The judges perceive the Lord Advocate's membership of the Scottish Executive and combination of roles as giving rise to numerous devolution issues in criminal cases, often leading to lengthy appellate processes culminating often only with the Judicial Committee of the Privy Council in Westminster – a wholly unintended outcome of devolution and the cause of undue delays in the administration of criminal justice.
Alternatives to separating the roles include amending the Scotland Act 1998 to exempt the Lord Advocate’s actions as a prosecutor from the need to be ECHR-compliant, or changing the law on criminal appeals; but these may not be easy, and the first at least not within the competence of the Scottish Parliament.
OSCR, the Scottish charities regulator, on 28 October 2008 ordered four leading fee-paying private schools to increase their spending on bursaries or risk losing their charitable status.
The schools concerned are Hutchesons' Grammar in Glasgow, Merchiston Castle in Edinburgh, Lomond School in Helensburgh, and St Leonards in St Andrews. Each will have to do more to satisfy the “public benefit” test for charitable status under the Charities and Trustees Investment (Scotland) Act 2005. For example, Hutchesons was criticised for only giving 49 bursary places this year out of a roll of 1,750 pupils.
Stuart Kennedy (aka Sergeant Eros) continues to keep Grampian Police and the sheriff courts of the north-east busy, with another arrest on 19 October 2008 and a court appearance on a separate charge on the 23rd.
Kennedy’s latest arrest for impersonating a policeman came in the early hours of a Sunday morning in Union Street, Aberdeen, and he was held by the police for some 24 hours. During this time, Kennedy claims he suffered an asthma attack but was denied access to medical attention and treatment. He has lodged a complaint against Grampian Police in respect of this.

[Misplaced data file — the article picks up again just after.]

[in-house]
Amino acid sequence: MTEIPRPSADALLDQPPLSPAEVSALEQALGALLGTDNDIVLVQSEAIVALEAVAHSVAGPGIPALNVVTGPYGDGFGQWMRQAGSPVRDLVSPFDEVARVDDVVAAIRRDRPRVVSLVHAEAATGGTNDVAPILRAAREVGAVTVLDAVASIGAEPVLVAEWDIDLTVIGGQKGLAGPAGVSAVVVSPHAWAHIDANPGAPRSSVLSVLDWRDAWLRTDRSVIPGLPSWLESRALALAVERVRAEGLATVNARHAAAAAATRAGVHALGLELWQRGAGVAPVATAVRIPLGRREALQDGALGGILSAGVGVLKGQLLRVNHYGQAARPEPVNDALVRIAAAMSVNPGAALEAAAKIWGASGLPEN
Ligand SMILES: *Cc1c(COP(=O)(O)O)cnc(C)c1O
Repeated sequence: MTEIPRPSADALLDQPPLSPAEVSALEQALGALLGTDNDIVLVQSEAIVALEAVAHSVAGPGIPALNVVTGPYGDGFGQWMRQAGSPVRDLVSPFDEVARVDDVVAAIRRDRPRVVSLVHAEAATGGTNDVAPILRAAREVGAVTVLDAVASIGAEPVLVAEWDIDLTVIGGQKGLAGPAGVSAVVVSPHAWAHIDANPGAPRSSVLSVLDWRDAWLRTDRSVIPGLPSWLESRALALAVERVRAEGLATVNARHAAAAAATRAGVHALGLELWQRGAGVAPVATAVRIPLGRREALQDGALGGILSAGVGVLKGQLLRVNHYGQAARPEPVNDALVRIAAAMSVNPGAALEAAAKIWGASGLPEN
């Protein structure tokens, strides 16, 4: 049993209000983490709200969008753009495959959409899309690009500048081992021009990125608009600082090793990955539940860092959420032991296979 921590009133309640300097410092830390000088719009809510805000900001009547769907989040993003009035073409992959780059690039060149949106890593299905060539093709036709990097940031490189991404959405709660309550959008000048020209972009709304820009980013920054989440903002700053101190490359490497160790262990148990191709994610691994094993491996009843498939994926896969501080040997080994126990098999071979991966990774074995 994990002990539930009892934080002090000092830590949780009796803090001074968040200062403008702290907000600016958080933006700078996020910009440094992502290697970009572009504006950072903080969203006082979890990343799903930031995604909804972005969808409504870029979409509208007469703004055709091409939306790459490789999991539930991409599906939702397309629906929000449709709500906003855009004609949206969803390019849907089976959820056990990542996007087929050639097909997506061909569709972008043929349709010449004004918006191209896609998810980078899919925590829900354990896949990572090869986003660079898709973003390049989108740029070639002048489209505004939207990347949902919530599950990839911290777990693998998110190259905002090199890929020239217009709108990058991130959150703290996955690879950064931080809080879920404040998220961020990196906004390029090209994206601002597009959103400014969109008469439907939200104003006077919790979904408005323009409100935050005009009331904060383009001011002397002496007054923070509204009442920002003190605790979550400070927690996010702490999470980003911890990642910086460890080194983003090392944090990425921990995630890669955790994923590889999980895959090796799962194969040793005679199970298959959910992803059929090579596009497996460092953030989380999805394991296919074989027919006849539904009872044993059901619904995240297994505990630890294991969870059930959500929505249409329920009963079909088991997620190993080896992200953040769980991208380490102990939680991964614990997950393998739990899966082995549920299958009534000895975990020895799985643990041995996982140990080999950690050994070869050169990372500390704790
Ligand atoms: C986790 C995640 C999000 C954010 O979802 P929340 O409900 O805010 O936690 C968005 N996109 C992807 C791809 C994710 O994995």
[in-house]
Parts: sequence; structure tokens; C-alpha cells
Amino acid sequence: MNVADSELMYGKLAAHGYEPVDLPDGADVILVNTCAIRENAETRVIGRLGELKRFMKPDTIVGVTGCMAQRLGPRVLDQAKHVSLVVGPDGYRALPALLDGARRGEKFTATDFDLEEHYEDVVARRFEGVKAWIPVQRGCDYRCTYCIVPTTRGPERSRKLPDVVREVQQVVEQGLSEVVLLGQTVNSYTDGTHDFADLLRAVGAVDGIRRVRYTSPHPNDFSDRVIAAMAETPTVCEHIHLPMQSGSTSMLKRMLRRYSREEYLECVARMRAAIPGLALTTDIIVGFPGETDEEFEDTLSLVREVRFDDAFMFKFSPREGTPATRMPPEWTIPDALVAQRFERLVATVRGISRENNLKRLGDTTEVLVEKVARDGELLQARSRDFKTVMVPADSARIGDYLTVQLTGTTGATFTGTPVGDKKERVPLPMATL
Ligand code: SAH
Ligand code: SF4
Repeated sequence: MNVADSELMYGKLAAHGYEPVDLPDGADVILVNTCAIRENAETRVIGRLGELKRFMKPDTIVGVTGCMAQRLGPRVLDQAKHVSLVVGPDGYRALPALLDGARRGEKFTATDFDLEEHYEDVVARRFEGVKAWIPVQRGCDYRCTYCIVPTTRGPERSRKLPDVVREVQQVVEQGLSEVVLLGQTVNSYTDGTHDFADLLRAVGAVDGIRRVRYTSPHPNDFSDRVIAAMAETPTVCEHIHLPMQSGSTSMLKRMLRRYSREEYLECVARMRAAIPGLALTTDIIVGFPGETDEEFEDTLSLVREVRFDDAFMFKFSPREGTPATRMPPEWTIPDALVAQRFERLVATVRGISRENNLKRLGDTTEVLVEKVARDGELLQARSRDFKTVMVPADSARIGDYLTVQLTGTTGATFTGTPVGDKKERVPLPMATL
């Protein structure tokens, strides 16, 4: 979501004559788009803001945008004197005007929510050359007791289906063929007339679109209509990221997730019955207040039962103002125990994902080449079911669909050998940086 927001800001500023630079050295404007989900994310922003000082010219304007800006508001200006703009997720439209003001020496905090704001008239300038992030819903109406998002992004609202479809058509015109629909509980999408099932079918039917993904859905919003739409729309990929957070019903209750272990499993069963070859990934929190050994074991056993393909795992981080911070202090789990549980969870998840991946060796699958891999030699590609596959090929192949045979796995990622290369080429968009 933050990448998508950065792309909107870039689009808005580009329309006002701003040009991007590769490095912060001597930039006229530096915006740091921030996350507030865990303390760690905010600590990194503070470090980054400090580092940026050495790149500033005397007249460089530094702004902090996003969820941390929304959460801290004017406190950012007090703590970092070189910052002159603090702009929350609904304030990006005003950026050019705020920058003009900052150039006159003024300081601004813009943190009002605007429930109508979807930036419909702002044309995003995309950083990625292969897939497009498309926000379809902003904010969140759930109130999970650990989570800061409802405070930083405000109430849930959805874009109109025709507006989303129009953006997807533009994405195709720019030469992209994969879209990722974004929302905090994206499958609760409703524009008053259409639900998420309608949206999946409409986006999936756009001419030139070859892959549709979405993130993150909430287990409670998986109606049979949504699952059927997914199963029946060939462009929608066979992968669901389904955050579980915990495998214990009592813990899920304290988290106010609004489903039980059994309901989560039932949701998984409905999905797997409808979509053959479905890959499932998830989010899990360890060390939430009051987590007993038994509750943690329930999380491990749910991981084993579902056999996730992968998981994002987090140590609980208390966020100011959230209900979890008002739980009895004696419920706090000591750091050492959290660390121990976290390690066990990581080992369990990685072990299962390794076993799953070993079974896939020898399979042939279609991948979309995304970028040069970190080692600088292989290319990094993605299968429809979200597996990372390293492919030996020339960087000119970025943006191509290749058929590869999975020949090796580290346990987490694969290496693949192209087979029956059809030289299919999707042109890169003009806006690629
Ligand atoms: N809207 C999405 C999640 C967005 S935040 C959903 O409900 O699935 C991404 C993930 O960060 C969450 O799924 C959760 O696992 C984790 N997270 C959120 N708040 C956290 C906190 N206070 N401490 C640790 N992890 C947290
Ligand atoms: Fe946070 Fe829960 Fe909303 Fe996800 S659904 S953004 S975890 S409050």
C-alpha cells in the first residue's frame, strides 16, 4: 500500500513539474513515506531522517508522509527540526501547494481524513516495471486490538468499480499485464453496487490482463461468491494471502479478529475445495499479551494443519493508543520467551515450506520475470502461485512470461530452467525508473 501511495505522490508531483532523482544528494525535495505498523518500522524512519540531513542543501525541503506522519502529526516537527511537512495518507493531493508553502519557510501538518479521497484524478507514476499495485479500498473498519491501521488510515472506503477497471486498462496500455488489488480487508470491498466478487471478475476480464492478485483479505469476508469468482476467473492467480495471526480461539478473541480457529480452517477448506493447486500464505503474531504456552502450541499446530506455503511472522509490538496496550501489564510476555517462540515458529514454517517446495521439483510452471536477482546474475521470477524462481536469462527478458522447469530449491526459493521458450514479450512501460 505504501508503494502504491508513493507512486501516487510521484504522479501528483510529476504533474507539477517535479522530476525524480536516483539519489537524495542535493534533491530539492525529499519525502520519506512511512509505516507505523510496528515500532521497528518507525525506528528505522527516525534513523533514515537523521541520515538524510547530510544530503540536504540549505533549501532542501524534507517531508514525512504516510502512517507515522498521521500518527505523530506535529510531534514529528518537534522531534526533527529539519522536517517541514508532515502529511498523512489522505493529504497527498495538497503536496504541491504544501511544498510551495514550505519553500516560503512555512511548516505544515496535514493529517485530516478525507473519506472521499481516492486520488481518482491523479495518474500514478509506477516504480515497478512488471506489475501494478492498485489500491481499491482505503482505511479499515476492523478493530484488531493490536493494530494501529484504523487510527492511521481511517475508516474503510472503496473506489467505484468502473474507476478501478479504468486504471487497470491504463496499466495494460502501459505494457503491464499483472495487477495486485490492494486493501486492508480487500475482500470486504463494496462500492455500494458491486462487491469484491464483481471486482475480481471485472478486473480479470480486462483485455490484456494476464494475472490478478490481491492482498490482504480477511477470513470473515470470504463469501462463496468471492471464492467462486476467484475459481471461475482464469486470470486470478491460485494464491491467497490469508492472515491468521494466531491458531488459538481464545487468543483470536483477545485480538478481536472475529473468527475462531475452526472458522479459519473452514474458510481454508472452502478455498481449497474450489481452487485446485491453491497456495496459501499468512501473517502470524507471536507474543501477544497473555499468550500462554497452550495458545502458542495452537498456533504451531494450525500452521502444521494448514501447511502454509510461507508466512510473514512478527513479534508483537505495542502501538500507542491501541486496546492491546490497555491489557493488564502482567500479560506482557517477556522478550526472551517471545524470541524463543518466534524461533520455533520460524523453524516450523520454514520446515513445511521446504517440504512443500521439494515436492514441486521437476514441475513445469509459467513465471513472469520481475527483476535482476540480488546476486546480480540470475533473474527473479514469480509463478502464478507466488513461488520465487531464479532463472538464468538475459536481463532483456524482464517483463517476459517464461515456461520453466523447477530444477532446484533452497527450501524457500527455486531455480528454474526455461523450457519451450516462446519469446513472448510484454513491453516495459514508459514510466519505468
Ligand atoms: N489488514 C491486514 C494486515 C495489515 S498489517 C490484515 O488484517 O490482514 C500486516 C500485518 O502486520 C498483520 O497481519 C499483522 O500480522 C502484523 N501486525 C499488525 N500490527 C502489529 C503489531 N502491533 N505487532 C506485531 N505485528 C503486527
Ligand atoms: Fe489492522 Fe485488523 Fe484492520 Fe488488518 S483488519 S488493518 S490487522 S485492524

The court appearance three days later was on a separate charge of impersonating a policeman and breach of the peace, but the case was adjourned until January 2009. There are at least a couple of other cases understood to be pending.
It has also emerged that Kennedy is now employing a publicist, and plans to leave the world of stripograms for a career in shipping as soon as he has cleared off the backlog of charges against him. Scots Law News had previously understood that Kennedy’s stripogram act was a way of paying for his university genetics studies, so finds the proposed move into a more nautical and commercial sphere of some interest.
A young falcon that died suddenly less than four weeks after purchase was conform to contract under the Sale of Goods Act 1979, an Edinburgh sheriff ruled on 17 October 2008.
The story of O’Farrell v Moroney was that the purchaser, whose hobby was falconry, bought the 8½-week-old, ¾ Gyr-¼ Peregrine falcon for £900 from the defender, who bred falcons for commercial sale. The purchaser trained the bird successfully for 25 days, on the last of which it undertook a flight to 800 feet up to take food from a kite flown by its owner. Its previous highest flight had been to 200 feet. The bird died during the following night. A post mortem revealed that the cause of death was E coli bacteraemia or colisepticaemia. The purchaser argued that this must have been present at the time of sale and constituted a latent defect making the bird disconform to contract; accordingly he was entitled to repayment of the purchase price. But the seller’s reply, that the bird’s sickness was due to a change in its exercise regime and that it had been healthy until its final, fatal flight, was preferred by Sheriff F R Crowe, who concluded as follows:
 … I have concluded that the pursuer having nurtured the bird carefully over-extended the bird on its final flight. This was to some extent understandable as the bird had pleased him greatly and was well up to his training schedule. However the final flight represented a step change upwards from the previous flight and in the event this proved too much for the bird which became stressed, developed E coli from its gut, was sick in the night and died before the pursuer found him the following morning.